Relativism means anything goes. There’s no “anything goes” element at all here, because there’s the demands that are placed upon me by the other. The other is one of the holy words in this vocabulary right there. There’s all this stuff about the ethics of the other.

So, the other one is the one who lays claim to me, which makes demands upon me. There’s no subjectivism. There’s an alterism or an altruism, an otherness, an other-directedness in ethical decision-making, which is the focus of the idea of justice.

Justice is what the other one lays claim to, demands of me. It’s an ethics of not so much my rights, but my responsibilities before the other, so no relativism. But, what is it that the other demands of me?
Well, it depends. I mean every time someone thinks that they have been done in, been treated unjustly, they say, “This case is different.” And when the law is applied to someone in such a way that the application is injurious, on the one side they say, “This is the law.” And the other side just says, “But, this case is different.”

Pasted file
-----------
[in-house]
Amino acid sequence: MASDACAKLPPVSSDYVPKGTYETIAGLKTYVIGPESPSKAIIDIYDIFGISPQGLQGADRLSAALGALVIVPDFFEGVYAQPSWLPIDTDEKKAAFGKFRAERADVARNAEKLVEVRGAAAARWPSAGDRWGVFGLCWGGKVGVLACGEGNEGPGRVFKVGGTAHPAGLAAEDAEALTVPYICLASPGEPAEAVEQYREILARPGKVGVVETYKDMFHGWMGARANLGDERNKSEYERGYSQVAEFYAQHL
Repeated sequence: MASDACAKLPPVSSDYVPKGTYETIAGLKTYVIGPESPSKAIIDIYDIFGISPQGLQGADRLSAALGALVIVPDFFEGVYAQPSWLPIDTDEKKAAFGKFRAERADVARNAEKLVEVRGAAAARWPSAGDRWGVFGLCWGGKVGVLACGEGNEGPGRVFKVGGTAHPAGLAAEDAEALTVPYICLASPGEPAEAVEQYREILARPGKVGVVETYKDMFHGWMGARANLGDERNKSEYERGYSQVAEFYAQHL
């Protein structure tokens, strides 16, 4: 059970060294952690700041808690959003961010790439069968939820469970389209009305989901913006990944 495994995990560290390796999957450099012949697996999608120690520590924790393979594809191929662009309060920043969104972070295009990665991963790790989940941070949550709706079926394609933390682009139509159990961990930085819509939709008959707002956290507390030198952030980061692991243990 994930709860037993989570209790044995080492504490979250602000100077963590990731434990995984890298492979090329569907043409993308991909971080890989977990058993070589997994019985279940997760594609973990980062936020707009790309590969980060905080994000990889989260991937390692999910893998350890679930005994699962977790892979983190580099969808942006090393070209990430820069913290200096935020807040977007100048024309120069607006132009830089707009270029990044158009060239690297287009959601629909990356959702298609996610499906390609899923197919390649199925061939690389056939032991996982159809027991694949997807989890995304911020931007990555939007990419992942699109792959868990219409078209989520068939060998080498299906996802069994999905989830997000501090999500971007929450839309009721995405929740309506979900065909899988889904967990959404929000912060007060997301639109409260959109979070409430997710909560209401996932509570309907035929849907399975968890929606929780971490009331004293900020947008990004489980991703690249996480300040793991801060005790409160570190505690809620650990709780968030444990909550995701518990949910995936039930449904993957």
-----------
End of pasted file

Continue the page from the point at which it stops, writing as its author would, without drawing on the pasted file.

Well, that’s true. This case is always different. It has a unique, singular, contextual quality about it, so that the law is not disregarded, but the law is reinvented.

It’s a little more like — and this is not an accident because these are largely French philosophers. It’s a little more like a Napoleonic code than the Anglo-Saxon conception of law with whether it’s a theory of legal precedent. There is no notion of legal precedent in the Napoleonic code.